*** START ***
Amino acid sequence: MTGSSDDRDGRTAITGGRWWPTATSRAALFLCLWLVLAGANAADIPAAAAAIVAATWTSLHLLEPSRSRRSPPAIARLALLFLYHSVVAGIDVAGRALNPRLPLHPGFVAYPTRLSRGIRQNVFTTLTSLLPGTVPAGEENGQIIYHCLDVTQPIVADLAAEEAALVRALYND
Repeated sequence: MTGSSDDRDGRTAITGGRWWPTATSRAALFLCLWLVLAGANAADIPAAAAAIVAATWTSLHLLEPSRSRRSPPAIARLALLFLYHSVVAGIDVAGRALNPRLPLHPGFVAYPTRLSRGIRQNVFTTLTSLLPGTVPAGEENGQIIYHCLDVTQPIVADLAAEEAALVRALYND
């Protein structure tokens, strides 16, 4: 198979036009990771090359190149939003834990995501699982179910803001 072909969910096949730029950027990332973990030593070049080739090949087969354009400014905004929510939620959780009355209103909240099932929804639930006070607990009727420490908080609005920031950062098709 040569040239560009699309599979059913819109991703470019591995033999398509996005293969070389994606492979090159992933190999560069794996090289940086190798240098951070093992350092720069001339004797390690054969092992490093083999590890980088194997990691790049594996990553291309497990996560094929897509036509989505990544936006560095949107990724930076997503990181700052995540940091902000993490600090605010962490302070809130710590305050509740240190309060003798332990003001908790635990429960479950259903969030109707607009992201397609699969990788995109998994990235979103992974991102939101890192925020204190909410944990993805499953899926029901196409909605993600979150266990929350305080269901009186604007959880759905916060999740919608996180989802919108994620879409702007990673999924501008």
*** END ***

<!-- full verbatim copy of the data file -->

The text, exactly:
Amino acid sequence: MTGSSDDRDGRTAITGGRWWPTATSRAALFLCLWLVLAGANAADIPAAAAAIVAATWTSLHLLEPSRSRRSPPAIARLALLFLYHSVVAGIDVAGRALNPRLPLHPGFVAYPTRLSRGIRQNVFTTLTSLLPGTVPAGEENGQIIYHCLDVTQPIVADLAAEEAALVRALYND
Repeated sequence: MTGSSDDRDGRTAITGGRWWPTATSRAALFLCLWLVLAGANAADIPAAAAAIVAATWTSLHLLEPSRSRRSPPAIARLALLFLYHSVVAGIDVAGRALNPRLPLHPGFVAYPTRLSRGIRQNVFTTLTSLLPGTVPAGEENGQIIYHCLDVTQPIVADLAAEEAALVRALYND
């Protein structure tokens, strides 16, 4: 198979036009990771090359190149939003834990995501699982179910803001 072909969910096949730029950027990332973990030593070049080739090949087969354009400014905004929510939620959780009355209103909240099932929804639930006070607990009727420490908080609005920031950062098709 040569040239560009699309599979059913819109991703470019591995033999398509996005293969070389994606492979090159992933190999560069794996090289940086190798240098951070093992350092720069001339004797390690054969092992490093083999590890980088194997990691790049594996990553291309497990996560094929897509036509989505990544936006560095949107990724930076997503990181700052995540940091902000993490600090605010962490302070809130710590305050509740240190309060003798332990003001908790635990429960479950259903969030109707607009992201397609699969990788995109998994990235979103992974991102939101890192925020204190909410944990993805499953899926029901196409909605993600979150266990929350305080269901009186604007959880759905916060999740919608996180989802919108994620879409702007990673999924501008």